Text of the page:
Get smart to beat discounts

28 May, 2010

Lager pricing is back in the news, with Asda’s recent £9-a-case deals on Stella Artois, Budweiser and other beer and cider brands making the red tops.

The move was followed by £10 cases of Foster’s and Carlsberg in Tesco and 15-packs of Foster’s and Carling for £9 in Sainsbury’s.

Such prices will come as no surprise to an industry that has seen big retailers using beer as a loss-leading footfall driver for several years.

But the return of the infamous “cheaper than water” line to the pages of the mass media shows the major multiples aren’t being persuaded away from tactical discounting by negative publicity and having their top PR people grilled by parliamentary committees.

The latest deals have been billed by some analysts as a defensive tactic, designed to retain current customers in the lead-up to a summer sales period that will be more important than ever because of the World Cup.

Avoiding Budget hikes?One beer company sales director says deals on Budweiser and Stella left the retailers concerned with only 4p a case profit after VAT and duty were taken into account. This threatens to undermine regular supply channels to the independent trade, with wholesale prices there normally around £14 a case.

“Some wholesalers are very concerned,” he says. “Stores have signs saying a maximum of three cases per customer, but people apparently go to customer services and pre-book more.”?Prices are so cheap – and sell-by dates within range – he says, that there is the real prospect of consumers stocking up for Christmas, especially with the possibility that a summer Budget could bring a further hike in duty.

The source adds: “There’s also the possibility that England could go out of the tournament early, which could lead to further discounts as supermarkets seek to offload stock, or of it being dumped on the grey market which could further affect wholesalers.” It all adds up to what could be the take-home lager market’s version of the perfect storm.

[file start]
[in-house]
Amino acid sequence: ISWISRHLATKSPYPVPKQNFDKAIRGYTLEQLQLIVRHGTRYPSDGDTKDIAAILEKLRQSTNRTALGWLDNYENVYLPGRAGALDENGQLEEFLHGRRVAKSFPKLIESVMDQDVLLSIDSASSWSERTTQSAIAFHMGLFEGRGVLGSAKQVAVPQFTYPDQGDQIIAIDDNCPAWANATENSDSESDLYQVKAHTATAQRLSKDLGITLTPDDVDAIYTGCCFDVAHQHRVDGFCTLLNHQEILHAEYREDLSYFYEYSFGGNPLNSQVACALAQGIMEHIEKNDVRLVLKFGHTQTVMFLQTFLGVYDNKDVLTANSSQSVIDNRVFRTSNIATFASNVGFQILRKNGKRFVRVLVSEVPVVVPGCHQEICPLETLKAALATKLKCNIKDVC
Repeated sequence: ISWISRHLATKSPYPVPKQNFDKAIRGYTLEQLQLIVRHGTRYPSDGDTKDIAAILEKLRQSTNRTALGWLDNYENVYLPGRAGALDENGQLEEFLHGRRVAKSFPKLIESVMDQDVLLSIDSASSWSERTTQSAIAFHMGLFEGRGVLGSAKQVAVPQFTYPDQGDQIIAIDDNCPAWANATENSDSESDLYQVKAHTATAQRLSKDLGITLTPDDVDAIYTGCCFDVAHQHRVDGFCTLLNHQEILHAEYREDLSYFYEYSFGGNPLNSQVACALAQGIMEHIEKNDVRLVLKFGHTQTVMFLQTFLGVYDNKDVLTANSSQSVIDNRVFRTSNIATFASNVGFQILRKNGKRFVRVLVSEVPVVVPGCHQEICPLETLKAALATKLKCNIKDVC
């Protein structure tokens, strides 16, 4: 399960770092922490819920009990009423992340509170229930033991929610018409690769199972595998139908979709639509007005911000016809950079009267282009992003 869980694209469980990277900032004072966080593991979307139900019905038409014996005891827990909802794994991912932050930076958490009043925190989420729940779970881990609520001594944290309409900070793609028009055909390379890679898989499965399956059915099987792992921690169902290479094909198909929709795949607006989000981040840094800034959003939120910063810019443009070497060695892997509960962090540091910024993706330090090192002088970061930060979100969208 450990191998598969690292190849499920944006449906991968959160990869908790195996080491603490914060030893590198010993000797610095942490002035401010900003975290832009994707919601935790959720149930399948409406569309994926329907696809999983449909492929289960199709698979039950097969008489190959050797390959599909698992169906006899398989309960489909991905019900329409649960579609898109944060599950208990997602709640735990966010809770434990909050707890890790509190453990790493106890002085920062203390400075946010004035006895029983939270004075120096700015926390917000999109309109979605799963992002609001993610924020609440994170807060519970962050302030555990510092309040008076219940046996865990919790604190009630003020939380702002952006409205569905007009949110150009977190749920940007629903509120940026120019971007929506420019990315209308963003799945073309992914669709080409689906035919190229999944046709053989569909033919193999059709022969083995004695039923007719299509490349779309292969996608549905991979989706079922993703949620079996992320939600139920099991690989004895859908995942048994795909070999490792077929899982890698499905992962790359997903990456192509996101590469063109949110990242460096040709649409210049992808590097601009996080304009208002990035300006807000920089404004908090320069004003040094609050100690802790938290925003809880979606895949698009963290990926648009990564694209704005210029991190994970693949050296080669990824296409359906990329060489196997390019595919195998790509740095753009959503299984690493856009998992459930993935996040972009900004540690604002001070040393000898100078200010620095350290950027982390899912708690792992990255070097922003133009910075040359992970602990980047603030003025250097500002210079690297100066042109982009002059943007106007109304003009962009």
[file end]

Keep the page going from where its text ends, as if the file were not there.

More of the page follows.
It leaves retailers further down the food chain with a dilemma. Should they frantically shop around to secure the best deal on alternative big brands in an attempt to match the supermarkets as closely as they can, or devise some other promotional strategy to attract consumers by giving them more value for their custom??Jason Wills, senior brand manager for world beers at Heineken UK, says there’s a major opportunity for smaller players to focus on brands that come from countries participating in the World Cup, that are frequently off the big multiples’ radar.

These might include his company’s own Moretti from Italy or Sagres from Portugal, and others such as Quilmes from Argentina or Cruzcampo from Spain.

“There will be a bulk opportunity on big brands, but more discerning consumers won’t stop buying imported brands just because there’s a World Cup on,” says Wills.

Both Quilmes and Cruzcampo are distributed by the independent drinks importer Morgenrot. Its senior national accounts manager Graham Archibald says cheap supermarket deals can actually be an opportunity rather than a threat for independent retailers.

“If multiples are selling cases of Stella for £9, it’s pointless trying to compete,” he says. “One of the things which independents have over the multiples is flexibility in what they stock,” he says.

“By keeping tabs on the tournament and stocking beers from countries still competing, retailers can keep their offering fresh, exciting and in tune with the tournament. Staff can also play a huge part by educating consumers on different brands’ taste profiles, as well as beer and food pairings to upsell premium lines.”?Wills at Heineken UK says the drinkwith-food angle is increasingly coming into play and is an area where smaller shops can be more flexible in their approach.

“There’s real evidence from the on-trade – with venues such as Wagamama with Tiger and Bella Italia with Moretti – that consumers like their meal to be accompanied by a beer from the place where the food originates.”?Winning opportunity?This opens up the possibility for retailers not only to fashion their own food and drink promotions, but also to link up with nearby takeaways for deals on relevant brands, mutually driving customers to each others businesses.

Wills argues that cheaper prices on in-home entertainment systems and satellite packages are reducing the power of the pub as a meeting place to watch football. He urges shops to steal some of the on-trade’s thunder by creating a buzz in stores around the tournament.

“There are a lot of negatives around going out to watch games, like not being able to get a drink at the bar. If it’s not an England game, often going out won’t be the preferred option,” he says.

“Doing a multibuy across world beers could persuade consumers to stock up on a selection to last the tournament.

“You could create the sense of participation you get in pubs by promoting the idea of adopting a second team to get them drinking that country’s beer or eating its food,” says Wills.

Creating a short-term buzz around beer might yet prove to be the easy bit for smaller stores, but the impact of the current round of discounting could be felt for the rest of the year.




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